More than 100 people gathered Sunday night outside Sproul Hall to hold a vigil honoring the victims of the recent shooting at the Tree of Life synagogue in Pittsburgh, Pennsylvania. The prayer service and candlelight vigil were organized by Jewish community organizations on campus.
On Saturday morning, a man armed with multiple firearms entered the Tree of Life synagogue in Pittsburgh, killing 11 people and injuring several others.
At the vigil, supporters gathered around the seal outside of Sproul Hall, on top of which candles were arranged in the shape of the Star of David. When the Campanile struck 8 p.m., mourners holding candles shared a moment of silence. Prompted by Rabbi Gil Leeds, co-director of the Rohr Chabad Jewish Student Center at Berkeley, individual candles were lit in memory of the shooting’s victims.
“It’s the ultimate sorrow that lives were taken senselessly because of hatred,” said Gaby Ostrove, a student board member of Berkeley Hillel, a Jewish organization on campus. “It’s really heartening to see the Jewish community so strong and together. I just wish it were under happier circumstances.”
Leeds led mourners in prayers and songs, alternating between Hebrew and English. One attendee who spoke at the vigil was a relative of Rose Mallinger, one of the 11 people who was killed at the Tree of Life Synagogue. The relative — who requested to not be named, in fear of retaliation — spoke out against anti-Semitic acts.
“This is an issue that takes many forms, whether it be epithets, transgressions, violence, just a simply passing-by comment,” the relative said. “While these 11 lives may be a tragedy, the ultimate tragedy today would be to let their 11 lives go unnoticed and ultimately uncared for.”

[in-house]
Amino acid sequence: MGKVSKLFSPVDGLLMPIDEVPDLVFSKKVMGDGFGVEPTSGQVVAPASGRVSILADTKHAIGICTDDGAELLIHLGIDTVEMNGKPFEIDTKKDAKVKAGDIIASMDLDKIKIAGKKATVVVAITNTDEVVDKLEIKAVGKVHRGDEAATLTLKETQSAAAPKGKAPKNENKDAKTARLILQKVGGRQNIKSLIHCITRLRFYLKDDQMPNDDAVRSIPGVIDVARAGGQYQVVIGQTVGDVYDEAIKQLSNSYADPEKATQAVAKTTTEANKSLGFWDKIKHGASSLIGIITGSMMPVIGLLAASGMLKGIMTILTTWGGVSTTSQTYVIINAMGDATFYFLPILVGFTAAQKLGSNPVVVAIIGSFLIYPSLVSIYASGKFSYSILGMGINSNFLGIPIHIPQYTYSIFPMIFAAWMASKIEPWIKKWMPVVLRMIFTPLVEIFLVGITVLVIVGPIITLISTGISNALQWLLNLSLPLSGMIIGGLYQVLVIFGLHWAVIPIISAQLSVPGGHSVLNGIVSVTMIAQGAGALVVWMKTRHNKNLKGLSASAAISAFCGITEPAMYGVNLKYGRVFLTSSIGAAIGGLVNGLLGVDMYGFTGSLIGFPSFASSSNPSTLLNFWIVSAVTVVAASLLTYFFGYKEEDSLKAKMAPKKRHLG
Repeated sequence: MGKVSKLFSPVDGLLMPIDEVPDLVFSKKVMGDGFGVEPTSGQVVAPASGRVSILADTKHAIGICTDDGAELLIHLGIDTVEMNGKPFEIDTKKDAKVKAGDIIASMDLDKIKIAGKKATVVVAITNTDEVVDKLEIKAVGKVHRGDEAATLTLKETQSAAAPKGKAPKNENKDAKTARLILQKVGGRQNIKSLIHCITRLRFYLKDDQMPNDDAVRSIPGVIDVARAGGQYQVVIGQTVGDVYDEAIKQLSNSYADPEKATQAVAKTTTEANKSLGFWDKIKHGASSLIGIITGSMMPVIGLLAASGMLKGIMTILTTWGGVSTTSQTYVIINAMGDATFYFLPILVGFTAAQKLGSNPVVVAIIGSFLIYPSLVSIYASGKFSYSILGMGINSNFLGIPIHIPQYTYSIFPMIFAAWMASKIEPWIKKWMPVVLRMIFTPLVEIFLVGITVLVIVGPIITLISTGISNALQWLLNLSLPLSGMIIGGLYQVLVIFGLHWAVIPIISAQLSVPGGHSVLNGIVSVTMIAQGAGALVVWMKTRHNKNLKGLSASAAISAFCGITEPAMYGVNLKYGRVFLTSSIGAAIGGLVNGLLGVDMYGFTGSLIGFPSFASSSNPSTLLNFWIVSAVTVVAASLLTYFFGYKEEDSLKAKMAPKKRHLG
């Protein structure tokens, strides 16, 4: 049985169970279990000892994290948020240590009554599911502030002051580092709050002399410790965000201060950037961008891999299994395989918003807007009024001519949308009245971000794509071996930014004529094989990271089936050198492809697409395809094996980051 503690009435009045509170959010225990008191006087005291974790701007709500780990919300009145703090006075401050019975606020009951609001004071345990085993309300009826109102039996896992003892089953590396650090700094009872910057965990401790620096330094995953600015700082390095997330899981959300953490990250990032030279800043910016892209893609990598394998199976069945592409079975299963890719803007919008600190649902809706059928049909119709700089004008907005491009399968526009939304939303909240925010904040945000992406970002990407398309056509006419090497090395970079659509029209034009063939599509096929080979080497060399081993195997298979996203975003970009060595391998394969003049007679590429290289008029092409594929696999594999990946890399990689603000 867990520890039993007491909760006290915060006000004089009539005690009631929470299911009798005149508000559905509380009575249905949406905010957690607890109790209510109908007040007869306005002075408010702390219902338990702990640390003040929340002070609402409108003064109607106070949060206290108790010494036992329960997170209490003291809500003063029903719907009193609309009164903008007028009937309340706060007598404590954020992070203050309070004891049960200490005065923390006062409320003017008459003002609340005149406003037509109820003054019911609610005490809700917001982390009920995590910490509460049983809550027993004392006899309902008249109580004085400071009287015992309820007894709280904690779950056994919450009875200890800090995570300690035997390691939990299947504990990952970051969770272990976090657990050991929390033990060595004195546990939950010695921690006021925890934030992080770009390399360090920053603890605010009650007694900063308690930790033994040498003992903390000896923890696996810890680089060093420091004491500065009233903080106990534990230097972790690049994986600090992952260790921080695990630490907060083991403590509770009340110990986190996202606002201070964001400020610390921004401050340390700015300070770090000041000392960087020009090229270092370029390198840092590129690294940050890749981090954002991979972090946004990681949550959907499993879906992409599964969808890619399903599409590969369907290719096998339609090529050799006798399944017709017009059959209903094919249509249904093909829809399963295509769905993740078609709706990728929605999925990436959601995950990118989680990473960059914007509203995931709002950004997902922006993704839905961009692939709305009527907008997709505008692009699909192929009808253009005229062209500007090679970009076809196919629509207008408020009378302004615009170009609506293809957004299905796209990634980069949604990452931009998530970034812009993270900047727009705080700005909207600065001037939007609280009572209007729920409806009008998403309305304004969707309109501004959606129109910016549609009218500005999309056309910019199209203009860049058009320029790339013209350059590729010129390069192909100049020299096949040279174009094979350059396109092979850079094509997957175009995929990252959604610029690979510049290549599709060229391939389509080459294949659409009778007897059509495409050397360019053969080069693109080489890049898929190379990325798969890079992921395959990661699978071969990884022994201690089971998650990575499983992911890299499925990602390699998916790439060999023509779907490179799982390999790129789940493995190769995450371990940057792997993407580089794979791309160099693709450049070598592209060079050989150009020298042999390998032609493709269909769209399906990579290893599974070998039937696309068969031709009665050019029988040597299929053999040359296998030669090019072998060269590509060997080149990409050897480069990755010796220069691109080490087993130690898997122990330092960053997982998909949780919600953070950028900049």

On campus, recent incidents of hate-motivated acts have prompted responses by campus officials. Chancellor Carol Christ issued a statement in response to the Pittsburgh synagogue shooting.
“Today we join together with millions of people around our country and the world to condemn the horrific and senseless violence in a Pittsburgh synagogue on Saturday,” Christ said in the campuswide statement, which was issued Sunday.
Throughout the vigil, calls for community support and unity were emphasized in addressing the problem of hate-motivated crimes. Ostrove mentioned that events at Berkeley Hillel and the Rohr Chabad Jewish Student Center are open to all, especially “students looking for space to process this event.”
Berkeley Mayor Jesse Arreguín also held a vigil Saturday evening to mourn the loss of the shooting’s victims and released a statement condemning the act.
“We condemn this act of bigotry and hatred,” Arreguín said in the statement. “Let’s stand together as one community, united, at this difficult time and let everyone know that hate has no place in our community and in our country.”